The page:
Fatty liver (AFLD and NAFLD) and its symptoms


AFLD and NAFLD are two types of fatty liver disease:

AFLD (Alcoholic Fatty Liver Disease):

- Caused by excessive and long-term alcohol consumption

- Fat accumulation in the liver, leading to inflammation and scarring

- Can progress to alcoholic hepatitis and cirrhosis

- Treatment: Abstinence from alcohol, lifestyle changes, and medical management

NAFLD (Non-Alcoholic Fatty Liver Disease):

 - Caused by factors other than alcohol, such as:

 - Obesity and insulin resistance

 - Metabolic syndrome

 - High triglycerides and low HDL cholesterol

 - Certain medications and genetic factors

 - Fat accumulation in the liver, leading to inflammation and scarring

 - Can progress to non-alcoholic steatohepatitis (NASH) and cirrhosis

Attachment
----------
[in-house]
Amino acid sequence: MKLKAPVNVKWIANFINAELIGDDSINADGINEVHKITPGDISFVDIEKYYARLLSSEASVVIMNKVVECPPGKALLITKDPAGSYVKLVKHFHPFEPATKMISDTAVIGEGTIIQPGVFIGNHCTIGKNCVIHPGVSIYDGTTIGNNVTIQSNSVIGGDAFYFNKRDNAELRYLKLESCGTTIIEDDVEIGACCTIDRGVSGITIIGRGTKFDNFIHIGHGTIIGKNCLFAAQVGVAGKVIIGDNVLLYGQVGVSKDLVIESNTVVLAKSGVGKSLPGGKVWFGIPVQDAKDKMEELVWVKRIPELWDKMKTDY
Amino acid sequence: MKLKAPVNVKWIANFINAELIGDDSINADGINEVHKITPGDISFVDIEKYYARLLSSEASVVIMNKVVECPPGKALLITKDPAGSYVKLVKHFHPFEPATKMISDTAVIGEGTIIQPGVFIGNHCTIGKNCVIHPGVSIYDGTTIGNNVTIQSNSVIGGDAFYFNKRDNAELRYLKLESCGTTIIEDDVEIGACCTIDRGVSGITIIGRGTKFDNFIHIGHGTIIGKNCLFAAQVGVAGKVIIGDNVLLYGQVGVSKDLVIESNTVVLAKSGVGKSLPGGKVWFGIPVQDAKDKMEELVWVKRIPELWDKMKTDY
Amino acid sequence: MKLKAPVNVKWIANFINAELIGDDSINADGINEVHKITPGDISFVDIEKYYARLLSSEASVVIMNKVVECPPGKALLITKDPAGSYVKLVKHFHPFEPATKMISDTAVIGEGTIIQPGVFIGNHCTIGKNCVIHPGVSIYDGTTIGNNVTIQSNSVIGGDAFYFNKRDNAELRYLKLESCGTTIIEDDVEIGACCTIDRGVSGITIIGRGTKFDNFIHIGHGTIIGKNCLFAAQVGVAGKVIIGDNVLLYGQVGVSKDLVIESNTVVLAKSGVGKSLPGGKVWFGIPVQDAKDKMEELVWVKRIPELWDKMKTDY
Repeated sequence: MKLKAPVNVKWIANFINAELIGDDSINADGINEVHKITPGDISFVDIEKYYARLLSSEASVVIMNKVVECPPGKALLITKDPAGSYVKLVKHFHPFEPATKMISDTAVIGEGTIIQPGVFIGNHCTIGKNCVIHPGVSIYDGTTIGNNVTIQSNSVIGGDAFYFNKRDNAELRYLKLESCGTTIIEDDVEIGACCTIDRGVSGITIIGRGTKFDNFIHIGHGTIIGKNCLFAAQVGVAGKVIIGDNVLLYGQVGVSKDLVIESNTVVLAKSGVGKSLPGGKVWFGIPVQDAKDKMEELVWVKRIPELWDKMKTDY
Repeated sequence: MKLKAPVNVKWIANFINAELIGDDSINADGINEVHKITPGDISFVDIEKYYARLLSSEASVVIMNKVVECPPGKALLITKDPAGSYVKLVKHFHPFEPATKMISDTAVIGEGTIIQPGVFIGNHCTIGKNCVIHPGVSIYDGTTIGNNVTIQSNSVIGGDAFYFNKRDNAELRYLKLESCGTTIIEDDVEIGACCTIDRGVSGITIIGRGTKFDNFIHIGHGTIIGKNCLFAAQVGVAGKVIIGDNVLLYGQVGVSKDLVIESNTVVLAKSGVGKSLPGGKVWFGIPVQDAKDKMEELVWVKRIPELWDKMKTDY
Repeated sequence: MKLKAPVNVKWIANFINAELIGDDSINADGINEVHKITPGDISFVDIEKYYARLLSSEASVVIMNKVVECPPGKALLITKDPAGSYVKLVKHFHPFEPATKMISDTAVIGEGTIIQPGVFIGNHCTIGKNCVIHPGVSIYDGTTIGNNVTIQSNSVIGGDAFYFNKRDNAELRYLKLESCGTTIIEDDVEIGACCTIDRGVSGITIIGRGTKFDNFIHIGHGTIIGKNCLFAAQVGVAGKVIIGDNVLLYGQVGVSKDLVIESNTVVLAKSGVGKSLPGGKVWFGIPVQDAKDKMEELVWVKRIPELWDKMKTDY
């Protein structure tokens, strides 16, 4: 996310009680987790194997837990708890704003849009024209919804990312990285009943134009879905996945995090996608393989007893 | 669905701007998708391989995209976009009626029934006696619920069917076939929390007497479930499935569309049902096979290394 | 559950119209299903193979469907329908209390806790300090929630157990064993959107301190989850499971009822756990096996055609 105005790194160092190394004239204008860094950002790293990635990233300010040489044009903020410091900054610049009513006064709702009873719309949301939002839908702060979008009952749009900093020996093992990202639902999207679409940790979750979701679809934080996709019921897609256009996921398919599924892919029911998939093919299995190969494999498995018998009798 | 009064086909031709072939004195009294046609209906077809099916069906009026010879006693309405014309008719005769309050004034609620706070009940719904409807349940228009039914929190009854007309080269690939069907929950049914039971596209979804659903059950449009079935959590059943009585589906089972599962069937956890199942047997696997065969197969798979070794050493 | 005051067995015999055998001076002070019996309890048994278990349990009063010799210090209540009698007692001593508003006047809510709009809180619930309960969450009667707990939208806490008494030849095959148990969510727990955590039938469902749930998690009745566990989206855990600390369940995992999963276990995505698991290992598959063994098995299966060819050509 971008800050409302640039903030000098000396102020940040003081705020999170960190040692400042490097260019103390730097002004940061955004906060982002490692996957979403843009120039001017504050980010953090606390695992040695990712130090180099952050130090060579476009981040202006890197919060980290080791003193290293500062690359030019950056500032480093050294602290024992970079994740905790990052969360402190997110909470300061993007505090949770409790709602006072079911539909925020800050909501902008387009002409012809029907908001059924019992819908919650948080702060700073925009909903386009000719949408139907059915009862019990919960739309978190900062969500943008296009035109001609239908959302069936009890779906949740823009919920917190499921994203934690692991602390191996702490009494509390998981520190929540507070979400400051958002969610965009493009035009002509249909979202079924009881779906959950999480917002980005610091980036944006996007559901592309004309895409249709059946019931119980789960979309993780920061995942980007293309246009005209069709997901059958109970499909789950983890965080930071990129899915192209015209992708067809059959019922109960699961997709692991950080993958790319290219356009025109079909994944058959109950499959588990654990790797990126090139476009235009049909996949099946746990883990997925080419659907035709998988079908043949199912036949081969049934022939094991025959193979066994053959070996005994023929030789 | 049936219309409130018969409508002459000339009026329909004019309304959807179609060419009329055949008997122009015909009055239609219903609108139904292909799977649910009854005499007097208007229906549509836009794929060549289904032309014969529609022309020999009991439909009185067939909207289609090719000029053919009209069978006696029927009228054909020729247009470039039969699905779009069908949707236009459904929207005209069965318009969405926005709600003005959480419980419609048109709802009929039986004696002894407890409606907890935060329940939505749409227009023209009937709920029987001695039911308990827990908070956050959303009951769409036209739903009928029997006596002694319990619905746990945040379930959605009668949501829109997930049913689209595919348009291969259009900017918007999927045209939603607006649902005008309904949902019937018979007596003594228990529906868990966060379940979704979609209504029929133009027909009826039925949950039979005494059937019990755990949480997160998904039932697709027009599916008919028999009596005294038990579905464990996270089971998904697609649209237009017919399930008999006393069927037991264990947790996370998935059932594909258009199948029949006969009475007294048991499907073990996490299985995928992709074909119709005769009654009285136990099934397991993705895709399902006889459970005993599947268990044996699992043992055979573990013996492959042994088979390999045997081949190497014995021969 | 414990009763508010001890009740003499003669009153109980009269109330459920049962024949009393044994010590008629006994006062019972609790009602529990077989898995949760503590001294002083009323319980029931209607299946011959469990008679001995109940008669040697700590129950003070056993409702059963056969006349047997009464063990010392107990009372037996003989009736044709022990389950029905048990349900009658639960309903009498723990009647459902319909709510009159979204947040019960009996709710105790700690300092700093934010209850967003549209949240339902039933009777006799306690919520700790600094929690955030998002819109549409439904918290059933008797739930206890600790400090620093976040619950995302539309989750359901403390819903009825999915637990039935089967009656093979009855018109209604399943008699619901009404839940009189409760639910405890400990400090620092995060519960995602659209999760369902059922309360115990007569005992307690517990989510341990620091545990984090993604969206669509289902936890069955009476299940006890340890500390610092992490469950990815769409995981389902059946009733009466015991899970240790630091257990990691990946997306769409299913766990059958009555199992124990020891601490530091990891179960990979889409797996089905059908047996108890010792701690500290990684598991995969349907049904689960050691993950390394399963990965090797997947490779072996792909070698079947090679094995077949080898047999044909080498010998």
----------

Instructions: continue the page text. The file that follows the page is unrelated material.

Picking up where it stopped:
- Treatment: Lifestyle changes (weight loss, diet, exercise), medical management, and potential medications

While both types share some similarities, AFLD is specifically related to alcohol consumption, whereas NAFLD encompasses various non-alcoholic factors.

Here are some symptoms of fatty liver disease:

- Abdominal pain and swelling

- Enlarged blood vessels underneath the skin

- Loss of appetite

- Weight loss

- Weakness or fatigue

- Nausea

- Itchy skin

- Yellow skin and eyes

- Easy bruising or bleeding

- Dark-colored urine

- Pale stools

- Fluid accumulation in the abdomen (ascites)

- Swelling (edema) of the legs

- Breast enlargement in men

- Confusion

- Red palms

- Tiredness or mental confusion

- Pain or discomfort on the upper right side of the belly

- Fever

- Vomiting

- Jaundice (yellowish skin and eyes)

Most people with fatty liver disease don’t experience significant symptoms until severe liver damage has occurred.

Consult your healthcare provider for medical issues. This is only informative blog. 

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